Cycle 12 – Item 185
9 (Fri) July 2021
(Mushroom Truffle) Soup
-Changgok, Sujeong, Seongnam, Gyeonggi, Republic of Korea-
with the Family
Newbery 100 Medals, 100 Meals (58) (see 100 NEWBERY M&Ms)
While reading the 100 books that have been awarded the annual Newbery Medal since 1922, I will also attempt to create one dish for every book, a dish that is directly referenced in or indirectly inspired by the events of the book. Food plays a strong role in many of the stories; not surprising as the characters in most of the books are faced with adversity of some sort, including poverty, so they’re often very hungry and thus grateful whenever they get a bite to eat – as we all should be at every meal (i.e., give us this day our daily bread). The dishes will be featured as posts on Give Me This Day.
Last Stop on Market Street (2016) by Matt del a Peña. The book is about CJ, a young boy who learns to see beauty in the world around him as he rides the bus with his grandmother Nana.
It was good, I think. It’s a picture book, just 28 pages, very few words. Admittedly, I’m not very familiar with picture books as a genre. But I appreciated the seemingly casual yet deliberately dynamic style of the artwork. I appreciated the diversity of the people that CJ encounters. I appreciated Nana’s sweet yet firm guidance in helping CJ make sense of his experiences. I appreciated the message that beauty indeed can be found in the simplest things.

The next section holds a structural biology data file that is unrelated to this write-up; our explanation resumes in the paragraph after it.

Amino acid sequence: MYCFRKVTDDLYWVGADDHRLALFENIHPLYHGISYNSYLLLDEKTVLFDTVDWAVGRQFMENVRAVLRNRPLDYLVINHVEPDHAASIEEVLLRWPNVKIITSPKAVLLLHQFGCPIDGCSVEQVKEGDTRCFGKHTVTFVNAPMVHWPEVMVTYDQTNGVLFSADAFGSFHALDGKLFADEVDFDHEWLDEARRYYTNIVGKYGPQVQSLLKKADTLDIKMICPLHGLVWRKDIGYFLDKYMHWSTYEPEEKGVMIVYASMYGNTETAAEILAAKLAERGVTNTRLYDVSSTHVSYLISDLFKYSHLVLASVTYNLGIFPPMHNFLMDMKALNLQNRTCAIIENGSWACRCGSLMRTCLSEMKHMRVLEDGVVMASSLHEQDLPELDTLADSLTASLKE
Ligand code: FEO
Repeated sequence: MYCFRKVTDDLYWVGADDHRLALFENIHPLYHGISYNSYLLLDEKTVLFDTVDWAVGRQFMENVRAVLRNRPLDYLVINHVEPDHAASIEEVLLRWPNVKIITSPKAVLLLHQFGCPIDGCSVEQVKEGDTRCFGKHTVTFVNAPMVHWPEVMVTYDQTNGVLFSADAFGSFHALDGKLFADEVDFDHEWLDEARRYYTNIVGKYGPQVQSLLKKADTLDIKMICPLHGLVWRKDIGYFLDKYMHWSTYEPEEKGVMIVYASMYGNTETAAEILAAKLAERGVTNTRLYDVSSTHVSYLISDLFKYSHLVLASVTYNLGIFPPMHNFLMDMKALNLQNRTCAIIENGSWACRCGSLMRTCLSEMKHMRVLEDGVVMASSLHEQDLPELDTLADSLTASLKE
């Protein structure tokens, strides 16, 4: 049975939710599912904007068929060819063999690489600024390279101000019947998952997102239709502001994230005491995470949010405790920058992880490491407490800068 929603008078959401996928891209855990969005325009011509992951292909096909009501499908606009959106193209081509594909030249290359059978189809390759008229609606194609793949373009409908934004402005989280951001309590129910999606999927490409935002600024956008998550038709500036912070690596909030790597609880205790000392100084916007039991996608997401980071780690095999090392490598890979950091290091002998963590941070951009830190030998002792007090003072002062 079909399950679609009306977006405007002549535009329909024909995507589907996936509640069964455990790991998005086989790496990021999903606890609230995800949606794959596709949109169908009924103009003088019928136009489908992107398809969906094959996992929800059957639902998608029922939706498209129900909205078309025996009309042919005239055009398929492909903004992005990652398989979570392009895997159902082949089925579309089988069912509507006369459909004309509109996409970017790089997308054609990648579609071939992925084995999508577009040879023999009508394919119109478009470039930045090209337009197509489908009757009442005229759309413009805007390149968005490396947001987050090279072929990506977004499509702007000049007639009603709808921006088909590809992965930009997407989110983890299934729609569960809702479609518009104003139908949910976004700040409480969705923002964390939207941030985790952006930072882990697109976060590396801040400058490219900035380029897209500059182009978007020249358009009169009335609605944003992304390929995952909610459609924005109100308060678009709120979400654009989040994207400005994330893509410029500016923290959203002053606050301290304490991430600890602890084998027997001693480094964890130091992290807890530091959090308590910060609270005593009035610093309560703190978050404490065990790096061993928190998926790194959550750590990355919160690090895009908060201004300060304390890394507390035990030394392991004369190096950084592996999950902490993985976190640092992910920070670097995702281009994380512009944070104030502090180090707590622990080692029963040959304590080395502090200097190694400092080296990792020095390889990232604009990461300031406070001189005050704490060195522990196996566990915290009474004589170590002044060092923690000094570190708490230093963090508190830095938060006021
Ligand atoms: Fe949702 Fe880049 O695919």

For Newbery fans, however, I’d imagine that the announcement of a picture book winning the Newbery Medal was something of a letdown. While Newbery is generally for “children’s” literature, it has historically recognized books written for older kids, somewhere around 12 years old, give or take. Last Stop on Market Street can be enjoyed by all ages, but I’d say that it targets younger kids between 4 to 6 years old.
SPOILER: After CJ and Nana get off at the last stop, their destination is a soup kitchen.
CJ saw the perfect rainbow arcing over their soup kitchen. He wondered how his nana always found beautiful where he never even thought to look.
He looked all around them again, at the bus rounding the corner out of sight and the broken street lamps still lit up bright and the stray-cat shadows moving across the wall.
When he spotted their familiar faces in the window, he said, “I’m glad we came.”
He thought his nana might laugh her deep laugh, but she didn’t. She patted him on the head and told him, “Me too, CJ. Now, come on.”
In a way, Last Stop on Market perfectly conveys what this project is about.
The soup base, by Cheongjeongwon, was terrible when initially made according to the package instructions. But after loads of butter + white pepper + truffle salt + truffle oil, it turned out okay.
As W’s taste in porcelain would suggest (see also 12.102 Break Fast Chicken; 12.163 Olives and Slices of Strongly Flavored Sausage), she likes things that are overtly/ornately/ostentatiously beautiful, things with pictures of flowers and gilded edges. When I explained to her the irony of using this cup in the context of this book, she wasn’t impressed.
(See also GLOBAL FOOD GLOSSARY)